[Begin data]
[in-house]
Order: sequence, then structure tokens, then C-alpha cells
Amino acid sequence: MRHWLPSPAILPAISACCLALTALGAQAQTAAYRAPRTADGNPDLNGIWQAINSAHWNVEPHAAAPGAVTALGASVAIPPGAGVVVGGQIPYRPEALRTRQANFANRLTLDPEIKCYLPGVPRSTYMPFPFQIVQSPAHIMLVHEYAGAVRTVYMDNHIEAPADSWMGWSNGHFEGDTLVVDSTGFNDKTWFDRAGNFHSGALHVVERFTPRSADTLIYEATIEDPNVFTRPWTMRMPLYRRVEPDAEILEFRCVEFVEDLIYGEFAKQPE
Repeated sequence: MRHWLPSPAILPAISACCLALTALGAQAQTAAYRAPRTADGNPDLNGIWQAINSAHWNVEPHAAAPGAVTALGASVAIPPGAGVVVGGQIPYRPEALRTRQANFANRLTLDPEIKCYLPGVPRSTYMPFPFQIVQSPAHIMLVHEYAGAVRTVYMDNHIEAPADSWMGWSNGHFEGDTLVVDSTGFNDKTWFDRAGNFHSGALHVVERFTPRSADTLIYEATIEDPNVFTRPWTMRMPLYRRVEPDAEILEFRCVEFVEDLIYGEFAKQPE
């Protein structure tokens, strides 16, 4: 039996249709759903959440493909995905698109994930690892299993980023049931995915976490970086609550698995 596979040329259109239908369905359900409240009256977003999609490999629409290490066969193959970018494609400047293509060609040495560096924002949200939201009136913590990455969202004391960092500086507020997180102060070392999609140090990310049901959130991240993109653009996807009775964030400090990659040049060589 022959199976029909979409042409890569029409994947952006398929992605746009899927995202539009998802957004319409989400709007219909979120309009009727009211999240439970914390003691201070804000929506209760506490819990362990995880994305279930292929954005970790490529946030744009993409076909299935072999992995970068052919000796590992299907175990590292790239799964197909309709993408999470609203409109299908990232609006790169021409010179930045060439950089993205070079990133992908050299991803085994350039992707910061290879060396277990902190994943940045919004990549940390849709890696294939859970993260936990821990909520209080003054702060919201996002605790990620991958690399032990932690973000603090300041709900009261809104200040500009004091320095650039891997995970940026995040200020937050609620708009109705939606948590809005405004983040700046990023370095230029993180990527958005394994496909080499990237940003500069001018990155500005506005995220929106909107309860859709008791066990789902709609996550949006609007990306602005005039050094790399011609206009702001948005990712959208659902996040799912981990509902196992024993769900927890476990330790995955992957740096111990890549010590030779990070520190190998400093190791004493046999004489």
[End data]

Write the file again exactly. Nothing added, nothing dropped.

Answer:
[in-house]
Order: sequence, then structure tokens, then C-alpha cells
Amino acid sequence: MRHWLPSPAILPAISACCLALTALGAQAQTAAYRAPRTADGNPDLNGIWQAINSAHWNVEPHAAAPGAVTALGASVAIPPGAGVVVGGQIPYRPEALRTRQANFANRLTLDPEIKCYLPGVPRSTYMPFPFQIVQSPAHIMLVHEYAGAVRTVYMDNHIEAPADSWMGWSNGHFEGDTLVVDSTGFNDKTWFDRAGNFHSGALHVVERFTPRSADTLIYEATIEDPNVFTRPWTMRMPLYRRVEPDAEILEFRCVEFVEDLIYGEFAKQPE
Repeated sequence: MRHWLPSPAILPAISACCLALTALGAQAQTAAYRAPRTADGNPDLNGIWQAINSAHWNVEPHAAAPGAVTALGASVAIPPGAGVVVGGQIPYRPEALRTRQANFANRLTLDPEIKCYLPGVPRSTYMPFPFQIVQSPAHIMLVHEYAGAVRTVYMDNHIEAPADSWMGWSNGHFEGDTLVVDSTGFNDKTWFDRAGNFHSGALHVVERFTPRSADTLIYEATIEDPNVFTRPWTMRMPLYRRVEPDAEILEFRCVEFVEDLIYGEFAKQPE
């Protein structure tokens, strides 16, 4: 039996249709759903959440493909995905698109994930690892299993980023049931995915976490970086609550698995 596979040329259109239908369905359900409240009256977003999609490999629409290490066969193959970018494609400047293509060609040495560096924002949200939201009136913590990455969202004391960092500086507020997180102060070392999609140090990310049901959130991240993109653009996807009775964030400090990659040049060589 022959199976029909979409042409890569029409994947952006398929992605746009899927995202539009998802957004319409989400709007219909979120309009009727009211999240439970914390003691201070804000929506209760506490819990362990995880994305279930292929954005970790490529946030744009993409076909299935072999992995970068052919000796590992299907175990590292790239799964197909309709993408999470609203409109299908990232609006790169021409010179930045060439950089993205070079990133992908050299991803085994350039992707910061290879060396277990902190994943940045919004990549940390849709890696294939859970993260936990821990909520209080003054702060919201996002605790990620991958690399032990932690973000603090300041709900009261809104200040500009004091320095650039891997995970940026995040200020937050609620708009109705939606948590809005405004983040700046990023370095230029993180990527958005394994496909080499990237940003500069001018990155500005506005995220929106909107309860859709008791066990789902709609996550949006609007990306602005005039050094790399011609206009702001948005990712959208659902996040799912981990509902196992024993769900927890476990330790995955992957740096111990890549010590030779990070520190190998400093190791004493046999004489």